• 不要將我們的簽證系統私有化
    簽證工作應由受過充分訓練和經驗豐富的公務員負責,而不是交給以盈利爲目的的公司。 自由黨一再利字當頭,置人民和國家與不顧。對於公共事業服務,你不能指望自由黨。 讓我們告訴自由黨,我們不想看到澳洲的簽證系統變得越來越昂貴,並給我等移民家庭帶來越來越多的煩惱 – 現在就在請願書上簽字。
    9 of 100 Signatures
    Created by Josephine
  • Don't privatise our visa system!
    This work should be done by public servants who are highly trained and experienced, not private companies who just want to make a profit. Time and time again the Liberals put profits before people and the good of our nation. You can’t trust the Liberals with our public services. Tell the Liberals that you don’t want to see Australia’s immigration system become more expensive and more difficult for migrant families like mine – sign the petition now.
    47 of 100 Signatures
    Created by Josephine
  • GG to disolve the 46th Parliament
    It is important to remember that we the Australian people, the tax payers employ these numbskulls to act in the best interest of the country and represent us. They can carry out thier factional infighting on thier own time, not ours!
    10 of 100 Signatures
    Created by AJ Bull Picture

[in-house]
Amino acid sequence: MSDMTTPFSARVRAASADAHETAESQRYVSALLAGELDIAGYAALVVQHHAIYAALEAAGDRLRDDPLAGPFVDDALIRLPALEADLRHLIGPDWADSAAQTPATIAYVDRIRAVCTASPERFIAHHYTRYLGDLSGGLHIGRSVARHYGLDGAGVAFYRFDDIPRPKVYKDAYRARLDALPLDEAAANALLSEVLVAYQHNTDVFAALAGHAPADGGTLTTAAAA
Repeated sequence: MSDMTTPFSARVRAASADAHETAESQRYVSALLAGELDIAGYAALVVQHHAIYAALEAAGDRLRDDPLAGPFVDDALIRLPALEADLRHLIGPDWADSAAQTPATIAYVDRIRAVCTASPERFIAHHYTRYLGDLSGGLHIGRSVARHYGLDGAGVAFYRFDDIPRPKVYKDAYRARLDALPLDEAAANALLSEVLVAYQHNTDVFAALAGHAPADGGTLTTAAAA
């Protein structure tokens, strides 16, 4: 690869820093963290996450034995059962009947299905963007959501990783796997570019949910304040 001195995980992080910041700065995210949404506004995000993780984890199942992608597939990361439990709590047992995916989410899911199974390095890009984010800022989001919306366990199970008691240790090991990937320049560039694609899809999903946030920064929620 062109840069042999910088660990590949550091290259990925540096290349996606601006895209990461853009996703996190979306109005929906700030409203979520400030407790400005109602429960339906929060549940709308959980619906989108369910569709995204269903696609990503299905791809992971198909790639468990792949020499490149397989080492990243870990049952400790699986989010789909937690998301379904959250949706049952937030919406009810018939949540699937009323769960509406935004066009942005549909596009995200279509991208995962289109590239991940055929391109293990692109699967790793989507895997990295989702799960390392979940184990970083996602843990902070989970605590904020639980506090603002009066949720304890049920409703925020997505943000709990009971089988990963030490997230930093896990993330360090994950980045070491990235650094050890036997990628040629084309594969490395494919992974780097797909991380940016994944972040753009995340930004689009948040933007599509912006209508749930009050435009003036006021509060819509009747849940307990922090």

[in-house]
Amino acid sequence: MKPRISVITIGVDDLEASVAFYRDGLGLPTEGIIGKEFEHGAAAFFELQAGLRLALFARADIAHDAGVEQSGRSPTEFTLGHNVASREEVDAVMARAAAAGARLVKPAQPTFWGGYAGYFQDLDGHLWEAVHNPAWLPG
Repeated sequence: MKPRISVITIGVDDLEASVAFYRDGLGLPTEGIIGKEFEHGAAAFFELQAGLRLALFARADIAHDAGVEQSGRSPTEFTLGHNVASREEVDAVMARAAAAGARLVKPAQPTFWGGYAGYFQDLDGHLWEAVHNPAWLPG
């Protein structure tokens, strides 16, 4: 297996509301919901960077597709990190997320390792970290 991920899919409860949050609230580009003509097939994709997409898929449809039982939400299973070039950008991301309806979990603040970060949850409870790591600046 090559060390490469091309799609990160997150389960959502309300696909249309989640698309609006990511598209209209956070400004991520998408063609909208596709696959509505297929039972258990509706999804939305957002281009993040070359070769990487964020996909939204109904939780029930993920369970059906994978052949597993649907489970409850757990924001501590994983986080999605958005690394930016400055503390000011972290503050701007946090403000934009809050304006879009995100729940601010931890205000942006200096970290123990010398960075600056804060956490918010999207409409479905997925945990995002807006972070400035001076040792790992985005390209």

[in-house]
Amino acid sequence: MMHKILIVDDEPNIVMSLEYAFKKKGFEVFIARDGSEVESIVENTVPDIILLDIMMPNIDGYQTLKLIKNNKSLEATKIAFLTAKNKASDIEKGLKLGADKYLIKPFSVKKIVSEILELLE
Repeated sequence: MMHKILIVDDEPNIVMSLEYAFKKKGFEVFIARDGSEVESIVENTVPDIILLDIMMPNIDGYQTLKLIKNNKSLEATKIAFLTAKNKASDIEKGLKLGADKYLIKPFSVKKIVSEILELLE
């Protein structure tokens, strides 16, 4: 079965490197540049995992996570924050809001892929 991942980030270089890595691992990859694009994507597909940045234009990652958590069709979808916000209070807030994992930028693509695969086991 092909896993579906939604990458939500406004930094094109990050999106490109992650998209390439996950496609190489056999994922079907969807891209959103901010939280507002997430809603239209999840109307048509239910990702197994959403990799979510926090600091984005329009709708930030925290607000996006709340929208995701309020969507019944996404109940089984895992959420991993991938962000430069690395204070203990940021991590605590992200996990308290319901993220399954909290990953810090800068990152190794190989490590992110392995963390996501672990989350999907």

• Exploiting workers, supporting dictators - investigate ICTSI now!
    The concerning global business practices of one of the world’s fastest growing and most profitable multinational port companies International Container Terminal Services Inc. (ICTSI) has sparked protests around the world. We’re talking about a company whose international reputation and business model is built off exploiting workers and their families, crippling the communities in which they operate and partnering with dictatorships. It is a fact that at the time the contract was awarded in Australia, ICTSI was in business with the Government of Sudan – while both the UN and US had placed sanctions on doing business with the regime. The President of Sudan was then – and still is today – wanted by the International Criminal Court for crimes against humanity, war crimes and genocide. And from day one, ICTSI imported its aggressive anti-worker business model that they have run out all over the world to Australia. We’re asking you to join with us and demand an enquiry into ICTSI license to operate in Australia that asks: • How did a company with the international reputation that ICTSI holds, ever eligible, or even short-listed, to win a tender to operate critical port infrastructure in Australia? • What consideration was given to ICTSI’s dealings with anti-democratic and international sanctioned regimes, like the Al-Bashir regime in Sudan in the due diligence process? • Did the previous Liberal Victorian Government consult with relevant Commonwealth security agencies considering the relationship between ICTSI and the Government of Sudan? • How did ICTSI satisfy “community benchmarks” given its appalling international reputation when it was awarded the tender to operate the VICT terminal at Webb Dock in Melbourne? It is time for both levels of government to investigate ICTSI and reassure the public that this deal does not compromise our international obligations and meets the strictest of security standards.